Another way of thinking about this is that in the last three decades, even while the S&P 500 has gone up, the national living standard has not. The rich have gotten richer but those on the bottom of the socio-economic ladder who were living productive lives in the gold era have been making license plates.
Given our metaphor of a town divided into bakers and vintners, when poor tax or regulatory or monetary policies of government become burdens to the exchange economy, there is less bread and wine produced and exchanged, and the citizens who feel the distress the most are of course those who are the least able to operate in distress conditions. Over the years, I’ve asked black and Hispanic political leaders if they could have one thing for their followers, what would it be? Invariably, the answer is “access to capital and credit.” They would like to produce bread or wine (or other goods or services) to earn a living, but the errant policies of the national government will not permit the financial intermediaries to give them capital or credit from the available pool, which has been diminished by the errant policies. If there is no change in those policies by government, the black and Hispanic leaders turn to a second-best solution for their needs, as they must, asking the government to force the financial intermediaries to give them a share of the capital from the limited pool, thus taking it away from more “creditworthy” borrowers. The economic system suffers overall, but under this arrangement at least the pain is shared.
If the economic system suffers greatly, no relief to those on the bottom is possible, even with diversions of capital from those who are more efficient at making bread and wine to those who are less efficient. When there is no capital and when there is no work, those shut out go into the underground economy, out of sight of the tax collector. When even that avenue is closed off, the only avenue left open is crime, the physical theft of bread and wine, or cars or banks.
Are you with me to this point? If not, make a note to ask questions, best done in TalkShop. But now we do take a great leap out of the exchange economy in the United States to the entire world exchange economy. Instead of thinking of the both baker and vintner as Americans, think of the baker being an American and the vintner being a foreigner, of a developed country, of a semi-developed country, or of an impoverished country. There are those three examples we will consider.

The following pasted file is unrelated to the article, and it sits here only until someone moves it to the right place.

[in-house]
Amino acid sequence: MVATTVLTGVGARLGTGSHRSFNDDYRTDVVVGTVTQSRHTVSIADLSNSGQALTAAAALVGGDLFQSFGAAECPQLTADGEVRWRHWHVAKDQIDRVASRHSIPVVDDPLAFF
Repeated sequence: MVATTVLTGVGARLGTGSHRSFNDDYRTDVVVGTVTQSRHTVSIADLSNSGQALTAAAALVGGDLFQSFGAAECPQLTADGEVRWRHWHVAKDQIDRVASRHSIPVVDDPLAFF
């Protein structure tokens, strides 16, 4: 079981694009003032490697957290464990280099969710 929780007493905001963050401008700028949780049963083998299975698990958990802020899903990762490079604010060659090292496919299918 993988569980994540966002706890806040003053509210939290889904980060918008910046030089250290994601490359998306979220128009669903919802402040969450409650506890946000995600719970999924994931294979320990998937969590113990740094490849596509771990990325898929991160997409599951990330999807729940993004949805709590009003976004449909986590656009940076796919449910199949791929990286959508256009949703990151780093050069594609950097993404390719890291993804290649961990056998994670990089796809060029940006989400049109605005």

First note that if the United States changes its tax policy toward domestic bakers and vintners in a negative way, the brunt of the error falls on the domestic producers. The same with a thoughtless regulatory reform that simply benefits one producer at the expense of another, with a political payoff closing the deal. Bakers and producers both produce and exchange less, and as a result some will be forced to postpone a vacation in France or buy a German or Japanese sports car. That is, the world economy is damaged to a degree when producers in the US are damaged to a large degree. “When the U.S. sneezes, Europe catches a cold,” is an old expression that really should note that “When the U.S. sneezes, the world economy catches a cold, with those at the bottom of the world economy getting pneumonia -- perhaps even civil war, AIDS, famine and disease.
It is when the US makes an error in monetary policy that we see the reverse “domino effect.” It is because the United States dollar is at the center of the world’s many units of account that an error at the center is amplified as it moves through the other nations of the world. It is the “key currency,” in which yellow gold and black gold (oil) are priced. The strongest nations in Europe and Japan feel the effects and are hurt by even small swings of the dollar’s value against gold – the little inflations and deflations. But at the other end of the scale, you have the black African nations who are crushed because of the absence of a unit of account that can support their domestic exchange economy. Most of the 50 or so black African nations really are one- or two-commodity producers. This means when the dollar swings a little bit in New York, it can make or break the African economy that is counting on trade within the dollar world economy.
In the middle of the spectrum are economies that are on their way to maturity, hoping to soon join the ranks of the developed nations. Several Latin American nations were in this category at the time the US broke the dollar/gold link in 1971. Brazil and Argentina compounded their problems by monetary and fiscal errors and have dropped into the category of struggling economies. Several Asian economies were doing well in the 1985-97 period when the dollar was more or less stable against gold at $350 per ounce. When fiscal errors by the Clinton administration caused a 10% inflation, with gold going to $385, the Asian central banks followed suit. When the tax cuts of 1997 led to a market demand for dollars that was not supplied by the Fed, the dollar became scarce and the gold price slid sharply, to $330 by mid-97, and the Asian economies were dragged down by the deflation because they had pegged their currencies to the dollar. They had to scramble to reassert themselves. The African nations, with their commodity-based economies, could not pull themselves out of the deflation ditch and a majority remain in dire straits.
It is this hypothesis that led me to assume years ago that there is nothing that would bring greater relief to the world’s poorest economies and to America’s poorest citizens than a fixing of the dollar unit of account to gold. America’s 285 million people would feel a small positive change, the richest of them feeling the smallest positive change, the poorest the greatest. The same would be true around the world. The poorest countries of Africa, Asia and Latin America would not know why, but they would soon realize that it has become easier for them to produce and exchange.
At the margin, there would be less reason for them to kill each other for calories. This is a nostrum I have been advancing for decades. It is one of the reasons I take the trouble of giving these lessons at SSU, hoping one or more of you will one day climb a political ladder to make this happen. All it takes is the signature of the President of the United States on an executive order instructing the Treasury secretary to do so and the whole world will have the benefit of keying off the key currency once again fixed to gold. The smallest effort with the greatest gain.